Burger King's Whopper is going on a diet.
The fast-food chain announced Tuesday it's putting cows on a low-methane diet to do its part to combat a greenhouse gas emitted from livestock that impacts climate change.
The Restaurant Brands International-owned food chain teamed up with scientists from the Autonomous University at the State of Mexico and the University of California, Berkeley to develop a formula for a new diet adding 100 grams of lemongrass leaves to the cows' daily diet. The added ingredient was said to help them release less methane as they digest their food.
Cows release methane, a greenhouse gas that traps the sun's heat and warms the plant as a by-product of digestion, and it significantly impacts climate change. Indeed, livestock accounts for 14.5 percent of global greenhouse gas emissions, according to the United Nations' Food and Agriculture Organization.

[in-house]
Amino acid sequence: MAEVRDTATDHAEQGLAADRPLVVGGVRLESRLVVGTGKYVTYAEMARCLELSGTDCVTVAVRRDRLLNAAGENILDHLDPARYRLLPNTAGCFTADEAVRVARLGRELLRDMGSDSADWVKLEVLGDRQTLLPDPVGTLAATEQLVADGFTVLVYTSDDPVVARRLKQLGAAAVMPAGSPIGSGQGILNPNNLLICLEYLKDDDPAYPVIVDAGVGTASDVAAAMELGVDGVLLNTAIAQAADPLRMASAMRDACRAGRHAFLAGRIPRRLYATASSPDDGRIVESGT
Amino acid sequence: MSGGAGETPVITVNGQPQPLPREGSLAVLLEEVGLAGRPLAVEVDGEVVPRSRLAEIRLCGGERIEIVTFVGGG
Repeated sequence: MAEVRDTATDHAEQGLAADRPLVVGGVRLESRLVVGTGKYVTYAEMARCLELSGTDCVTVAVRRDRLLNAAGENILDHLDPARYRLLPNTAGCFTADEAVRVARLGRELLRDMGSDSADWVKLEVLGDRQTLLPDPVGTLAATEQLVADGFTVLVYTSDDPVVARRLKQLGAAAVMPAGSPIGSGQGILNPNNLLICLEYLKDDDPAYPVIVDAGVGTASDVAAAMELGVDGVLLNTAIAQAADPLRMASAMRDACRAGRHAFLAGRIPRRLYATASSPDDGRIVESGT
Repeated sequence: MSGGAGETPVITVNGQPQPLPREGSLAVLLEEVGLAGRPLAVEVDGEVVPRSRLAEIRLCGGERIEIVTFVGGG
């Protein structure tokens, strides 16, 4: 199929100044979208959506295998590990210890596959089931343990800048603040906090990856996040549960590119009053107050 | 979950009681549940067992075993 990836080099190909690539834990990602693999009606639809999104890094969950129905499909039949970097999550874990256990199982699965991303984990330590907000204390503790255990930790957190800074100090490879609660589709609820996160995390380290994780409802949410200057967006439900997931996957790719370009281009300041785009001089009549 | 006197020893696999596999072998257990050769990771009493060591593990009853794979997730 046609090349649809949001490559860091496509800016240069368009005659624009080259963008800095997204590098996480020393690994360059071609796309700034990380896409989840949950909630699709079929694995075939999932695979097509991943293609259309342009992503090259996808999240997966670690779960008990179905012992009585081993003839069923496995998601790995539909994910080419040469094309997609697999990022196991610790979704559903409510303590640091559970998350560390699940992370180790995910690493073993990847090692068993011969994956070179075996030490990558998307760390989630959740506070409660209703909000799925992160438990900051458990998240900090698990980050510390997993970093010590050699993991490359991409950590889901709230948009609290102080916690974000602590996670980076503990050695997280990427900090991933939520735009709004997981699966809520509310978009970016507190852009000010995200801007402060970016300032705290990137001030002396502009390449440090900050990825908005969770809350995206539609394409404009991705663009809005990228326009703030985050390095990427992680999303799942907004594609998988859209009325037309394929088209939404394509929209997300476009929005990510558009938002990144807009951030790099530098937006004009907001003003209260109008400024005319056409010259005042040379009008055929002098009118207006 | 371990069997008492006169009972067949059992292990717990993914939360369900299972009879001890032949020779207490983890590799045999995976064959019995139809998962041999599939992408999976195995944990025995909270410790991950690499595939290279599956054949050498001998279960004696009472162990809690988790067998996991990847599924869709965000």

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BK said the diets reduced a cow's daily methane emissions by up to 33 percent in the last three to four months. The "Reduced Methane Emissions Beef Whopper," as its called, will be on sale while supplies last at five restaurants in New York, Los Angeles, Miami, Austin, Portland and Oregon, the chain said.
"We are making all our findings public. This an open-source approach to a real problem. If the whole industry, from farmers, meat suppliers, and other brands join us, we can increase scale and collectively help reduce methane emissions that affect climate change," Fernando Machado, Global Chief Marketing Officer for Restaurant Brands International said in a statement.
The move to reduce its carbon footprint follows the restaurant chains' national partnership with Impossible Foods, an alternative meat maker with a mission to eliminate animal products in the next 15 years. The chain has released the plant-based Impossible Whopper at restaurants nationwide.
And in February, the Miami-based chain rolled out an ad featuring its signature burger sandwich covered in mold to promote its milestone of removing artificial preservatives from its Whopper in more than 400 restaurants in the U.S. and nationally by the end of the year.